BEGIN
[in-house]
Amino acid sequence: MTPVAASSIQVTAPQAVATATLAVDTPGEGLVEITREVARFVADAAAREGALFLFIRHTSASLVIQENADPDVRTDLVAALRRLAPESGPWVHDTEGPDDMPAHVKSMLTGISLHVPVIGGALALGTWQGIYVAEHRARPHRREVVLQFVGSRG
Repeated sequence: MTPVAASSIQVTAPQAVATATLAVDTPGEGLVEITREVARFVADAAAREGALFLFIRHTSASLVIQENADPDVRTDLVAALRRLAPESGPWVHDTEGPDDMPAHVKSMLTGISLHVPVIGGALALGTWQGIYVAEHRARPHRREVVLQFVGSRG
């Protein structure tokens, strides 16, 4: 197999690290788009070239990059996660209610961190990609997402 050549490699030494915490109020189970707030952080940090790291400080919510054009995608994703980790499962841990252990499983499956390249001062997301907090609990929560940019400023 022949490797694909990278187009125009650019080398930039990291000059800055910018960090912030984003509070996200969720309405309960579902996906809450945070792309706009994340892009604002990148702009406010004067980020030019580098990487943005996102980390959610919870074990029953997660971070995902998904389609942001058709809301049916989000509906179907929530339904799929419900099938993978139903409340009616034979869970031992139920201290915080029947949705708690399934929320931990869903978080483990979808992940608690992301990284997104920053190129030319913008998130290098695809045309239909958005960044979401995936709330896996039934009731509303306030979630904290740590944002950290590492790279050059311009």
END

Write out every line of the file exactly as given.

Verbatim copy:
[in-house]
Amino acid sequence: MTPVAASSIQVTAPQAVATATLAVDTPGEGLVEITREVARFVADAAAREGALFLFIRHTSASLVIQENADPDVRTDLVAALRRLAPESGPWVHDTEGPDDMPAHVKSMLTGISLHVPVIGGALALGTWQGIYVAEHRARPHRREVVLQFVGSRG
Repeated sequence: MTPVAASSIQVTAPQAVATATLAVDTPGEGLVEITREVARFVADAAAREGALFLFIRHTSASLVIQENADPDVRTDLVAALRRLAPESGPWVHDTEGPDDMPAHVKSMLTGISLHVPVIGGALALGTWQGIYVAEHRARPHRREVVLQFVGSRG
């Protein structure tokens, strides 16, 4: 197999690290788009070239990059996660209610961190990609997402 050549490699030494915490109020189970707030952080940090790291400080919510054009995608994703980790499962841990252990499983499956390249001062997301907090609990929560940019400023 022949490797694909990278187009125009650019080398930039990291000059800055910018960090912030984003509070996200969720309405309960579902996906809450945070792309706009994340892009604002990148702009406010004067980020030019580098990487943005996102980390959610919870074990029953997660971070995902998904389609942001058709809301049916989000509906179907929530339904799929419900099938993978139903409340009616034979869970031992139920201290915080029947949705708690399934929320931990869903978080483990979808992940608690992301990284997104920053190129030319913008998130290098695809045309239909958005960044979401995936709330896996039934009731509303306030979630904290740590944002950290590492790279050059311009």